Reed Maxwell, Jerry Zee join Princeton Environmental Institute faculty

Morgan Kelly ・ Princeton Environmental Institute

The Princeton Environmental Institute (PEI) welcomed Sept. 1 new faculty members Reed Maxwell, professor of civil and environmental engineering and the Princeton Environmental Institute, and Jerry Zee, assistant professor of anthropology and the Princeton Environmental Institute.

Their appointments expand the number of faculty who are jointly appointed in PEI to 15. PEI also includes more than 120 associated faculty from departments across the Princeton campus whose work focuses on or relates to the environment.

PEI Director Michael Celia, the Theodora Shelton Pitney Professor of Environmental Studies and professor of civil and environmental engineering, said that Maxwell and Zee bring to Princeton their respective expertise in watershed hydrology and the environmental humanities. Both areas are key focuses of PEI and are of increasing importance in understanding the interconnectedness of natural systems, as well as the ethical, visual, literal and justice dimensions of environmental issues.

“Both Reed and Jerry bring dynamic leadership to PEI and the campus,” Celia said. “Reed adds remarkable strength in the areas of water science and hydrology, continuing and enhancing the tradition of excellence in these areas at Princeton. Jerry is a great addition to our environmental humanities program and further strengthens our partnership with the Department of Anthropology.”

Brief biographies of Maxwell and Zee are below.

Reed Maxwell joins Princeton from the Colorado School of Mines where he was a professor of hydrology and director of the Integrated Groundwater Modeling Center (IGWMC). His research focuses on understanding connections within the hydrologic cycle and how they relate to water quantity and quality under anthropogenic stresses. Maxwell has authored more than 140 peer-reviewed journal articles and teaches classes on integrated hydrology, fluid mechanics and modeling terrestrial water flow.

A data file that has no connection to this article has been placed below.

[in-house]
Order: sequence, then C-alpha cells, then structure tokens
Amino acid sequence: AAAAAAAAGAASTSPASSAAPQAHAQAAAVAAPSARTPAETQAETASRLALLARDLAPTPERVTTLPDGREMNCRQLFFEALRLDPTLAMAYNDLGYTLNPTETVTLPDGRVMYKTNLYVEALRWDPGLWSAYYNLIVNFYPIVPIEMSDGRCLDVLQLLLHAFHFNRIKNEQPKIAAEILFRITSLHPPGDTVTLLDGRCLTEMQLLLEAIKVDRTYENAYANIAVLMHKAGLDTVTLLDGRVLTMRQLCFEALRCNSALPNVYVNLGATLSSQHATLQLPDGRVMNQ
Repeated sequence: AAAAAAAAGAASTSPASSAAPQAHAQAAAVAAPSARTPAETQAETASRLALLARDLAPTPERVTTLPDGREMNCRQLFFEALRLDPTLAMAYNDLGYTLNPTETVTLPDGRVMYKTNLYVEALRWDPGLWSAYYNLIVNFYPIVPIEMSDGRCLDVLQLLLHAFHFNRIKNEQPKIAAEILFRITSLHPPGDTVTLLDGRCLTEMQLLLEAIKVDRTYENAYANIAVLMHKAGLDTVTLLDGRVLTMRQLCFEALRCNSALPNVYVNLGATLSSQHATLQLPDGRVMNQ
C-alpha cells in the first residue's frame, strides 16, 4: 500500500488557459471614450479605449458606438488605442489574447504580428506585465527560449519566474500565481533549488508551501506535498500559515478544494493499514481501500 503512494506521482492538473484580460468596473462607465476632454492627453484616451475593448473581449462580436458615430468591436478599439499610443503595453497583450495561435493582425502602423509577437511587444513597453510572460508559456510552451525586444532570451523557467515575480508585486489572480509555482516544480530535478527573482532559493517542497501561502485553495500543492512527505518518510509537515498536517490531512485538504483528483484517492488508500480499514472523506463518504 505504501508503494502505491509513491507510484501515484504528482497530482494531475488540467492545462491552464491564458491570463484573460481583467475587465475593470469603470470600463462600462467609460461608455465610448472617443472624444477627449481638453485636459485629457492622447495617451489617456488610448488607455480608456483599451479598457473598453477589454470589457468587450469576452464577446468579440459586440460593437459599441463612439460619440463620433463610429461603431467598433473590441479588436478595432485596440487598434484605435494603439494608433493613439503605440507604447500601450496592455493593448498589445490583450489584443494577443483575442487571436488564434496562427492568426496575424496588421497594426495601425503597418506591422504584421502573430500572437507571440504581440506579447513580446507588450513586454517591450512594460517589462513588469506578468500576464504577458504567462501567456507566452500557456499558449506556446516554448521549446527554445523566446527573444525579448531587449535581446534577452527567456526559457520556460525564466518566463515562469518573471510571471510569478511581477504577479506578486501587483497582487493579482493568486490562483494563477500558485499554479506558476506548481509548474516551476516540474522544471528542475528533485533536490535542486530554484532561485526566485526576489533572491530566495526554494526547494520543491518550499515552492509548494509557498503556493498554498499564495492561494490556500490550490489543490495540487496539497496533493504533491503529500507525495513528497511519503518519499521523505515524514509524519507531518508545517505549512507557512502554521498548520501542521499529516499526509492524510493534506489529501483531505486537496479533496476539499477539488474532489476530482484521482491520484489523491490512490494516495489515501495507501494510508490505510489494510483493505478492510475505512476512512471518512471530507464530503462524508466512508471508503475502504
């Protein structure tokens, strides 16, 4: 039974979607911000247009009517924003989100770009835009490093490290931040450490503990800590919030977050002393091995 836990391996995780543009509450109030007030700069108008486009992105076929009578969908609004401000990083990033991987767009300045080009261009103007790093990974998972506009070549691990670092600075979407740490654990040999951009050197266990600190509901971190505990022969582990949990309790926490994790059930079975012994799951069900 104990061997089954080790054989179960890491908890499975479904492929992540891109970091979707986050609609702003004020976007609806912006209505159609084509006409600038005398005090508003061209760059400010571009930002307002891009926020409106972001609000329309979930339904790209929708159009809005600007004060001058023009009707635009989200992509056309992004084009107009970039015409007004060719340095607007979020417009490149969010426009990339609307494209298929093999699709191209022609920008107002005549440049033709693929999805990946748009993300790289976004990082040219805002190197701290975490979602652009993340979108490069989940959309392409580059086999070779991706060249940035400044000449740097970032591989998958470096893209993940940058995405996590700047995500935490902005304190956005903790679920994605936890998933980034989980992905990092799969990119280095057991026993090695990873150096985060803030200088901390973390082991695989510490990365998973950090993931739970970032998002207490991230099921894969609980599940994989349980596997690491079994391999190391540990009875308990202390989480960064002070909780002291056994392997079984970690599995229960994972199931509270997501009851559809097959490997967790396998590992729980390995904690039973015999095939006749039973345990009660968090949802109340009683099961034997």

Before joining the School of Mines in 2009, Maxwell was a postdoctoral researcher and then physicist in the Hydrologic Sciences group at the Lawrence Livermore National Laboratory. He received his Ph.D. in environmental water resources from the University of California-Berkeley in 1998.

“Reed is at the forefront of a new area of groundwater hydrology that applies high-performance computing and data science to understand feedbacks between water on land and in the atmosphere,” said Catherine Peters, chair and professor of civil and environmental engineering and PEI associated faculty. “He will teach courses in hydrology, water resources and climate. This appointment ensures Princeton’s sustained leadership in hydrology, which was established more than a half-century ago.”

Jerry Zee is a sociocultural anthropologist and comes to Princeton from the University of California-Santa Cruz where he was an assistant professor of anthropology and critical race and ethnic studies. His research explores geophysical and environmental emergence as sites of political experiment. Zee situates his work at the intersections of feminist science and technology studies, the environmental humanities, and experimental ethnography.

Zee also considers the rise of China as a matter of geophysical and geopolitical entanglement moving across weather systems that connects inland land degradation, major dust-storm formation, and the eventual scattering of Chinese land as meteorological fallout across the Northern Hemisphere.

Before joining the Santa Cruz faculty in 2016, Zee was the Chancellor’s Postdoctoral Fellow at the University of California-Davis and received his Ph.D. in anthropology from UC-Berkeley in 2015.